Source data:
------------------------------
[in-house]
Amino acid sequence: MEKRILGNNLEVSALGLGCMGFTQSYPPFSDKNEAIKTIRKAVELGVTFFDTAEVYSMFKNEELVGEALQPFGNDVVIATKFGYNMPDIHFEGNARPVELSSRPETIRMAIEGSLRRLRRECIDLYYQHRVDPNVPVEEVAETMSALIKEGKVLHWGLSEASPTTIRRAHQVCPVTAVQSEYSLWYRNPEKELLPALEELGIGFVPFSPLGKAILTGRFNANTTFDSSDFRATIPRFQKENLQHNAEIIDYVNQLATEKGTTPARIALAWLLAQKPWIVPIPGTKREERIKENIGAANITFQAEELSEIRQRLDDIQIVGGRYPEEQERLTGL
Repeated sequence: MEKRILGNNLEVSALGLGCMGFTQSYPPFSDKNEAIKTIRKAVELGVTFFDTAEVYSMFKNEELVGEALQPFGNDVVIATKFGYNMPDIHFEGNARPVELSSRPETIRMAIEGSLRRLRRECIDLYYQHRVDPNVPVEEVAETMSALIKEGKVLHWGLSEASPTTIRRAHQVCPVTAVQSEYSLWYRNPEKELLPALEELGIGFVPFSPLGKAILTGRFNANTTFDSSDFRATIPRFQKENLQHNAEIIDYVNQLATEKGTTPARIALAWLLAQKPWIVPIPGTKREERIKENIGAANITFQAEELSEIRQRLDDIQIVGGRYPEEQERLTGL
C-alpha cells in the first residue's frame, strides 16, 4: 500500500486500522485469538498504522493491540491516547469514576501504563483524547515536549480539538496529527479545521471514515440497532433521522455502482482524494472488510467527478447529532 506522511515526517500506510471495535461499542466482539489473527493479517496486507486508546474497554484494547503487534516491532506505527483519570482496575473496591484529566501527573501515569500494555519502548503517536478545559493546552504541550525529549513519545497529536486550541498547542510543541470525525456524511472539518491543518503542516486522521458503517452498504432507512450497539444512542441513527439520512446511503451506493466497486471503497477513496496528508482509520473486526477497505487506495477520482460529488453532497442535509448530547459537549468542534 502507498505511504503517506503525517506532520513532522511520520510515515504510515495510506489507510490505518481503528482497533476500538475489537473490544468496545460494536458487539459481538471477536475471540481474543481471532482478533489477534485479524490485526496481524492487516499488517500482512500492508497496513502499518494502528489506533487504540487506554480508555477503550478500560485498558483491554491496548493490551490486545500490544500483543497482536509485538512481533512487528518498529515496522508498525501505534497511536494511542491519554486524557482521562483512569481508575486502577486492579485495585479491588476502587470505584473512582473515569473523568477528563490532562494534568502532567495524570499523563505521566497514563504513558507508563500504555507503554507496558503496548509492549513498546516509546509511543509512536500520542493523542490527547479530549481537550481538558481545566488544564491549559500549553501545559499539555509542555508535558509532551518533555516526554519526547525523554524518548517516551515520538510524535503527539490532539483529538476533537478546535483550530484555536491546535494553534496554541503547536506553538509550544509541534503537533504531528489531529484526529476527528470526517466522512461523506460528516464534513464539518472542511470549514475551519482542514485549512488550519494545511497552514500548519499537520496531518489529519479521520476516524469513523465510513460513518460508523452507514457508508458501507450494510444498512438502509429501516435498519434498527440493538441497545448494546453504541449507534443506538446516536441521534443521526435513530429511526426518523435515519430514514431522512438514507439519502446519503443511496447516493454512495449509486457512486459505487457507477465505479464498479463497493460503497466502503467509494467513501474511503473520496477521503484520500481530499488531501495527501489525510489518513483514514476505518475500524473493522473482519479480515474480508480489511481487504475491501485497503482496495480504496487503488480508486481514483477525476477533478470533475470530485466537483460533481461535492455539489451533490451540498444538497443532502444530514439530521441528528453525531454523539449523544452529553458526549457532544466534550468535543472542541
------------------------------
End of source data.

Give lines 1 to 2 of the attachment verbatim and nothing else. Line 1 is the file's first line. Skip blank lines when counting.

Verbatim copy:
[in-house]
Amino acid sequence: MEKRILGNNLEVSALGLGCMGFTQSYPPFSDKNEAIKTIRKAVELGVTFFDTAEVYSMFKNEELVGEALQPFGNDVVIATKFGYNMPDIHFEGNARPVELSSRPETIRMAIEGSLRRLRRECIDLYYQHRVDPNVPVEEVAETMSALIKEGKVLHWGLSEASPTTIRRAHQVCPVTAVQSEYSLWYRNPEKELLPALEELGIGFVPFSPLGKAILTGRFNANTTFDSSDFRATIPRFQKENLQHNAEIIDYVNQLATEKGTTPARIALAWLLAQKPWIVPIPGTKREERIKENIGAANITFQAEELSEIRQRLDDIQIVGGRYPEEQERLTGL